And that’s the inside story, just a second, phone’s ringing, “Hello? Yeah I’ll be there in 10 minutes. What? Be there in five? No, no it’s no problem at all. Five minutes, I’m coming.” Sali. Do you have a painkiller?

Apartment Life in Karachi

When I was living in Karachi (which I just googled and found is no longer on the most dangerous cities list since we moved) we lived in a large comfortable house. But I also had the opportunity to live awhile in an apartment or ‘flat complex’. It was ….an experience.
Link for article in Dawn newspaper:http://archives.dawn.com/archives/69571
meet the neighbors
Flat out: Meet the neighbours

By Khaula Mazhar

People who prefer living in a house rather than in a flat have absolutely no sense of adventure. Where else can you find so many different types of people living in the same place, constantly getting on each other`s nerves? Where else can you find such an interesting environment?

For starters, look at the amazing artwork that goes into the décor of even the most average, normal, everyday flat. Notice the dramatic red streaks in corners and on the lower parts of walls? You may call it disgusting, I call it artistic. Only a paan addict can truly appreciate its beauty.

The leaky plumbing is another amazing aspect; the designs caused by the water slowly seeping out of the pipes and into the walls give the place a lot of character. And there`s so much to talk about once your tiles start falling out due to the water damage; at your next family get-together you can hold the audience spell bound as you narrate how a chunk of plaster fell on your head while you were in the loo.

There is constant activity in the complex parking areas, and if you live on the ground floor you`ll never be far from the action; be it the Peeping Toms, who always appear at your window the second you open your curtains, or the cricket crazy delinquents who keep the window makers in business. But all this pales into insignificance once Eidul Azha draws near. The sights (animals of all shapes, sizes, personalities and all of their recycled food lying around in cute lumps), sounds (baaing, mooing, moaning, groaning, screaming, pleading, all seasoned with a few spicy swear words) and SMELLS (let`s just say `organic` shall we?) Who needs a vacation to exotic locales when so much is happening at their doorstep?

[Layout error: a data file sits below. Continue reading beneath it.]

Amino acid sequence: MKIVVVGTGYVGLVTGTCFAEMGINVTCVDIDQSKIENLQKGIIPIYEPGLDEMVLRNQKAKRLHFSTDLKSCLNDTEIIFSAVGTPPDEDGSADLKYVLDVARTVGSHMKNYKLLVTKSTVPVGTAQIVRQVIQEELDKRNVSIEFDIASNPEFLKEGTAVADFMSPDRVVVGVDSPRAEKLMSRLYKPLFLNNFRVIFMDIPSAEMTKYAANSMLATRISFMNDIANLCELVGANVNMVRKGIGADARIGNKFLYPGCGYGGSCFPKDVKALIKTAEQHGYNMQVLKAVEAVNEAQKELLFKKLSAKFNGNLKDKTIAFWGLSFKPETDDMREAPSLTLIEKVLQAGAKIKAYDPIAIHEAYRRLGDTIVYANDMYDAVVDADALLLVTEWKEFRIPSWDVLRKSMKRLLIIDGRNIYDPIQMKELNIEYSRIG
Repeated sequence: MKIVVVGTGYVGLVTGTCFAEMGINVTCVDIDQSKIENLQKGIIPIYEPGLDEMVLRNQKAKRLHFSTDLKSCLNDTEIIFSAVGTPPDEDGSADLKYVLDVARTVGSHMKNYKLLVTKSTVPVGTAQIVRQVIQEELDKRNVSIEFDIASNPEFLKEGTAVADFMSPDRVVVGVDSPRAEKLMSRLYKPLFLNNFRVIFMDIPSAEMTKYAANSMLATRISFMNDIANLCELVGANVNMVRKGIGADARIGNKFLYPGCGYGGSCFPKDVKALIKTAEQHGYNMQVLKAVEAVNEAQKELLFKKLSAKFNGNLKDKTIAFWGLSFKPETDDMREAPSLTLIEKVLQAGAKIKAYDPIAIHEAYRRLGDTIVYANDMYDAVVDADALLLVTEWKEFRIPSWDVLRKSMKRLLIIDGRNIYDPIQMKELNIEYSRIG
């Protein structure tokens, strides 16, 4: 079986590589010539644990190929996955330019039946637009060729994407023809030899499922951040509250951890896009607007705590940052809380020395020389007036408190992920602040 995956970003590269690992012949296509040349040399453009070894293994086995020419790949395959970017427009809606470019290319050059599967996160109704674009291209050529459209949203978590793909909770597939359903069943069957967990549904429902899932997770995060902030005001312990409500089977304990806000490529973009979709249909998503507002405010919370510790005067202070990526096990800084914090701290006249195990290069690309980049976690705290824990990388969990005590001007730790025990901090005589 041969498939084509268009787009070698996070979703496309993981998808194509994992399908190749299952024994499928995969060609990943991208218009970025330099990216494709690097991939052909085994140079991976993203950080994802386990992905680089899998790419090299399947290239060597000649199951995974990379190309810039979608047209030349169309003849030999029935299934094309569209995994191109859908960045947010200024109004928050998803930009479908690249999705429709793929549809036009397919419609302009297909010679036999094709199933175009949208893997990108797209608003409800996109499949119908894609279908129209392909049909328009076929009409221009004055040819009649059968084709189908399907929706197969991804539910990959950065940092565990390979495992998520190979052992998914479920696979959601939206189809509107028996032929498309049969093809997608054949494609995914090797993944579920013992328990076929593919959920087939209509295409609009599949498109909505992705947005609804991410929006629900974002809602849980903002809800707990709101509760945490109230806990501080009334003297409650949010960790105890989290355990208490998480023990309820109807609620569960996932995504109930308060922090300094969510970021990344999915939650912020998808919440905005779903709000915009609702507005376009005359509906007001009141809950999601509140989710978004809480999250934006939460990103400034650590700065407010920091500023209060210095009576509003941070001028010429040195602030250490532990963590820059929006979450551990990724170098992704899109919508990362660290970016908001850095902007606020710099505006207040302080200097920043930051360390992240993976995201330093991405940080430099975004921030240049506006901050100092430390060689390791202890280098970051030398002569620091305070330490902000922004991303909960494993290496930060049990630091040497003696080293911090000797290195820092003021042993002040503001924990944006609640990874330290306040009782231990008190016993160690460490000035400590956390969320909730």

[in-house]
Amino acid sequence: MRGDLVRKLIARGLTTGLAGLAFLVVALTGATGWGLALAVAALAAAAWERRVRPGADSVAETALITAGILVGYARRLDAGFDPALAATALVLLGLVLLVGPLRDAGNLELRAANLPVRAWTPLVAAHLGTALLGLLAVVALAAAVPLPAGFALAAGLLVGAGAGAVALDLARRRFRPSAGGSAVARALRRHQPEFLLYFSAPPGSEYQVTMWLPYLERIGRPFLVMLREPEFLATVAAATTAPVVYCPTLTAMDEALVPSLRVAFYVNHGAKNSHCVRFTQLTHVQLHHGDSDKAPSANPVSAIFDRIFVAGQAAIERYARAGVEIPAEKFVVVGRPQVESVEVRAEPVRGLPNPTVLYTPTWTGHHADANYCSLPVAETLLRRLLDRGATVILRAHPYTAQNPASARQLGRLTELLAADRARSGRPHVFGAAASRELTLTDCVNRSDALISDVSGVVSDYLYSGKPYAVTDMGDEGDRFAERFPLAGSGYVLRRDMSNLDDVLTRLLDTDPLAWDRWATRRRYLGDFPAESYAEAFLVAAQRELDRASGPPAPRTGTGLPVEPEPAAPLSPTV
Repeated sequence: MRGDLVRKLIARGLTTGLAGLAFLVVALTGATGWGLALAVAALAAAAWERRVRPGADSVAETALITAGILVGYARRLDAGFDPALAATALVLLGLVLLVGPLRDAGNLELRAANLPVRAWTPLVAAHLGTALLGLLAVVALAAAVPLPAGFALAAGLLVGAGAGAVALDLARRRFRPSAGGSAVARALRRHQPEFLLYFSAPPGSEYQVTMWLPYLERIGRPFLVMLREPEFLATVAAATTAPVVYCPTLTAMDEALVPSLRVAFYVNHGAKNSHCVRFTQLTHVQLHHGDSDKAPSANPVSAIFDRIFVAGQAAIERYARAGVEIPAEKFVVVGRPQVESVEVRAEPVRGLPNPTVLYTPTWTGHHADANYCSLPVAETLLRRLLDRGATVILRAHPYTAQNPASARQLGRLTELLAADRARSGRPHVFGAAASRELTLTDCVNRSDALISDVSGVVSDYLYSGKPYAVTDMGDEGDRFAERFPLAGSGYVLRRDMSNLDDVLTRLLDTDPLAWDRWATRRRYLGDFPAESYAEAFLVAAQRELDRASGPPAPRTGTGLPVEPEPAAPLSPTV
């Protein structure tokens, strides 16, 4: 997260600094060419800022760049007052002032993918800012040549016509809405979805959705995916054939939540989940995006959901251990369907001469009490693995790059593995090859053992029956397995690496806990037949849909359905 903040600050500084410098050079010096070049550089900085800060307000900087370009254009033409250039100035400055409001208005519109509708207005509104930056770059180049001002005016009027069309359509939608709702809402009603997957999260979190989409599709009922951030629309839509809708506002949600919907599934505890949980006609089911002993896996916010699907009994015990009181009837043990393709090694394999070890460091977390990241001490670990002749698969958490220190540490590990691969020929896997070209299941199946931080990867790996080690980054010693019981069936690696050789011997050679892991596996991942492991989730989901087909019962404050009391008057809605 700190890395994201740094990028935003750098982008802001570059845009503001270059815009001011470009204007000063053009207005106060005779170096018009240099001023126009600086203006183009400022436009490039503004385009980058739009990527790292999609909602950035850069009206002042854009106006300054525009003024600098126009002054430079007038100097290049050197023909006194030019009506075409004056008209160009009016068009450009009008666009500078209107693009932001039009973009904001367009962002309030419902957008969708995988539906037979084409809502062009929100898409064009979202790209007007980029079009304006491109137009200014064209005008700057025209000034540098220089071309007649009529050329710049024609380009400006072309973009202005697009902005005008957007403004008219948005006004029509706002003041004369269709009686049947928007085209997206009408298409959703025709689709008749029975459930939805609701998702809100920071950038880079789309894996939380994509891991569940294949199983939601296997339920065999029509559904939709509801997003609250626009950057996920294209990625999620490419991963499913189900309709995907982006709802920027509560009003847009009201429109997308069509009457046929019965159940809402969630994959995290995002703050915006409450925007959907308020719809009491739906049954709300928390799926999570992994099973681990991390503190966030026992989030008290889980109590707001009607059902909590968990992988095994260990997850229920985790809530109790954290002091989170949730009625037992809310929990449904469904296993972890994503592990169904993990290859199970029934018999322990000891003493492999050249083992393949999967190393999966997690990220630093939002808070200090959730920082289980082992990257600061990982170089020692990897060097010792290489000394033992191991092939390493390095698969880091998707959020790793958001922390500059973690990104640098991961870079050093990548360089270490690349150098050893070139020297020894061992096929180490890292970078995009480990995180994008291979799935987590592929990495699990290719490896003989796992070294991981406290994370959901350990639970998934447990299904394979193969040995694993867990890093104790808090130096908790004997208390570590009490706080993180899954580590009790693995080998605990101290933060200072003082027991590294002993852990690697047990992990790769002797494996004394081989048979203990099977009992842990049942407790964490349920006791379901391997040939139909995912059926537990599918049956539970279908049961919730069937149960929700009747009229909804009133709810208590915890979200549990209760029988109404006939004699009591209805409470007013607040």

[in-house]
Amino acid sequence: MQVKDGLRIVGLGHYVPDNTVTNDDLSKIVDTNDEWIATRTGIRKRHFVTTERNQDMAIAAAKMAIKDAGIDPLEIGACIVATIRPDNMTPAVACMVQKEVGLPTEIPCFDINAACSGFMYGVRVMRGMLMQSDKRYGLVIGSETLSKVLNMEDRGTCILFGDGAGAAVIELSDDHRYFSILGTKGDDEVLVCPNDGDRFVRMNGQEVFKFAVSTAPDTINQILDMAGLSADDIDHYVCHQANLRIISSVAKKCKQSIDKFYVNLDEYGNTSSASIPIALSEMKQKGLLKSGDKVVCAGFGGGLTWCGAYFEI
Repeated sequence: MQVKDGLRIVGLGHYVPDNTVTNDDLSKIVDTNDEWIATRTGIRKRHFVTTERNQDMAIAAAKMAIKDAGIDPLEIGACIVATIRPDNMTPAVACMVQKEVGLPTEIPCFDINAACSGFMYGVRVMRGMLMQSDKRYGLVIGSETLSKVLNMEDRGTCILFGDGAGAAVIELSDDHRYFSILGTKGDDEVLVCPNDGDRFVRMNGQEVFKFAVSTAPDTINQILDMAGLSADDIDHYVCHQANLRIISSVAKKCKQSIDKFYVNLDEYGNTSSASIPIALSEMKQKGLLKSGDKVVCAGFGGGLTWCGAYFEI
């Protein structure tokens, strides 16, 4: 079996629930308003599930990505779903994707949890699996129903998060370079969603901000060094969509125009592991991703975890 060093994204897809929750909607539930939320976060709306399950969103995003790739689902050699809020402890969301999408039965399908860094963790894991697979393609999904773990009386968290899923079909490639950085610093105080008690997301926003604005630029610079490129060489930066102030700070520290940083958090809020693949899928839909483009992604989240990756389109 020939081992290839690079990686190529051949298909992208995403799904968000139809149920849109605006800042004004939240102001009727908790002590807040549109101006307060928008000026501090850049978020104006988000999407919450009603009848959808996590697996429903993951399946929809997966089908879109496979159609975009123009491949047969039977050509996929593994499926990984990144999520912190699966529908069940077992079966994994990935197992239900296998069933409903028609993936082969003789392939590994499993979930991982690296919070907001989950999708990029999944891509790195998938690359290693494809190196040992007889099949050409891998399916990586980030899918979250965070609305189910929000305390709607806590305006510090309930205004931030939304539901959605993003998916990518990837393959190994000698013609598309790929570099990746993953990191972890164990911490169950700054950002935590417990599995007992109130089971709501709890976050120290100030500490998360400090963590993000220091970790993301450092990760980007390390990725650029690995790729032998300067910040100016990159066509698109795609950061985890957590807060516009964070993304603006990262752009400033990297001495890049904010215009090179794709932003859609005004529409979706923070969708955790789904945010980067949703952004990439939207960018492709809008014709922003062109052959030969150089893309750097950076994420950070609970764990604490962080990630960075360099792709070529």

Living in a flat also engenders a feeling of togetherness with your neighbours. They know everything about you, you know everything about them. For example, I know the timetable of the lady who lives upstairs. She starts cooking when it`s my bedtime. The second I fall asleep I am awoken by the gentle scraping sound of her `sil butta` and I can picture her grinding away at all those aromatic spices. She`s so considerate, she always brings me a plate of her Bihari kebabs, making sure I get them no matter what — even if she has to pound on my door for twenty minutes, while I try to drag myself out of bed, at a quarter past midnight. Her persistence amazes me; so does her timetable.

There`s a very caring family in the flat opposite ours. They care about what I`m doing, why I am doing it, who has come to visit me and why; what I have cooked and, since it smells so good, can I send some over? Of course, they keep me informed of all their goings-on as well. I feel like I`m part of their family. When a baby was born at one of their relatives, I felt like a proud aunt. A family feud left me indignant. I now have more things to worry about than I need and I doubt I will ever run out. Isn`t that great? They also keep me from getting lonely as someone is always dropping in. If “Bhabi” can`t come by, she`ll be sure to send over her four different sized children to keep me company, no matter how much I insist that I don`t need it.

No flat would be complete without the `been there, done that` family. I know they are very popular, and they are a real favourite of mine. No matter what you have seen, heard, done; no matter where all you have been, you`ll find they have seen that, heard that, done that, been there, and of course, all on a much grander scale. It really boosts your spirits to be associated with such sophisticated people.

Life in flats is never boring; there`s always something going on to keep you distracted. Either it`s an aameen or a birthday, sometimes even a mehndi in the reception area. If you don`t feel like cooking you can always attend one of these functions without the hassle of fighting traffic or driving a distance; just skip downstairs.

So, if you are bored of your large living quarters, your privacy, your beautiful lawn, your own, undisputed parking area, your peace and quiet, don`t despair; excitement is just round the corner! Pack up and move your family to the nearest flat complex.

Terror in The Classroom

This is an article I wrote for Dawn Newspaper but had forgotten about. Dedicated to teachers.
Humour: Terror in the classroom

By Khaula Mazhar